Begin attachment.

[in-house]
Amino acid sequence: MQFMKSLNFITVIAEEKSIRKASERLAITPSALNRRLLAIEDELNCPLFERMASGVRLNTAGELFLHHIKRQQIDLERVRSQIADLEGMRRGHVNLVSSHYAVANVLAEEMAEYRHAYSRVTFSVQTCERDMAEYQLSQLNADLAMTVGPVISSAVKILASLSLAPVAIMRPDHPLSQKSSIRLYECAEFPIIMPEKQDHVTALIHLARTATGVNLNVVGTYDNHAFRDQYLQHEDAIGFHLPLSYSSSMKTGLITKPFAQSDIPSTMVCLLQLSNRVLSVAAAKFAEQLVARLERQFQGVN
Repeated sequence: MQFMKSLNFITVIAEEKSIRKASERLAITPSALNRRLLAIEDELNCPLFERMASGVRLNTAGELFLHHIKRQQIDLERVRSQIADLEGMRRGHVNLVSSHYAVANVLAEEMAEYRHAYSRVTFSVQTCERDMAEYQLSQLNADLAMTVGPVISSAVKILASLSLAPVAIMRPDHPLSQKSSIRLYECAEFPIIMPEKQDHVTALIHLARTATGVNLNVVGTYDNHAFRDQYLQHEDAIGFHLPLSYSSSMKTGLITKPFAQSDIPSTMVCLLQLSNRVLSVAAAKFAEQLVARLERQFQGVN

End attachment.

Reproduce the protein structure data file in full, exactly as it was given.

[in-house]
Amino acid sequence: MQFMKSLNFITVIAEEKSIRKASERLAITPSALNRRLLAIEDELNCPLFERMASGVRLNTAGELFLHHIKRQQIDLERVRSQIADLEGMRRGHVNLVSSHYAVANVLAEEMAEYRHAYSRVTFSVQTCERDMAEYQLSQLNADLAMTVGPVISSAVKILASLSLAPVAIMRPDHPLSQKSSIRLYECAEFPIIMPEKQDHVTALIHLARTATGVNLNVVGTYDNHAFRDQYLQHEDAIGFHLPLSYSSSMKTGLITKPFAQSDIPSTMVCLLQLSNRVLSVAAAKFAEQLVARLERQFQGVN
Repeated sequence: MQFMKSLNFITVIAEEKSIRKASERLAITPSALNRRLLAIEDELNCPLFERMASGVRLNTAGELFLHHIKRQQIDLERVRSQIADLEGMRRGHVNLVSSHYAVANVLAEEMAEYRHAYSRVTFSVQTCERDMAEYQLSQLNADLAMTVGPVISSAVKILASLSLAPVAIMRPDHPLSQKSSIRLYECAEFPIIMPEKQDHVTALIHLARTATGVNLNVVGTYDNHAFRDQYLQHEDAIGFHLPLSYSSSMKTGLITKPFAQSDIPSTMVCLLQLSNRVLSVAAAKFAEQLVARLERQFQGVN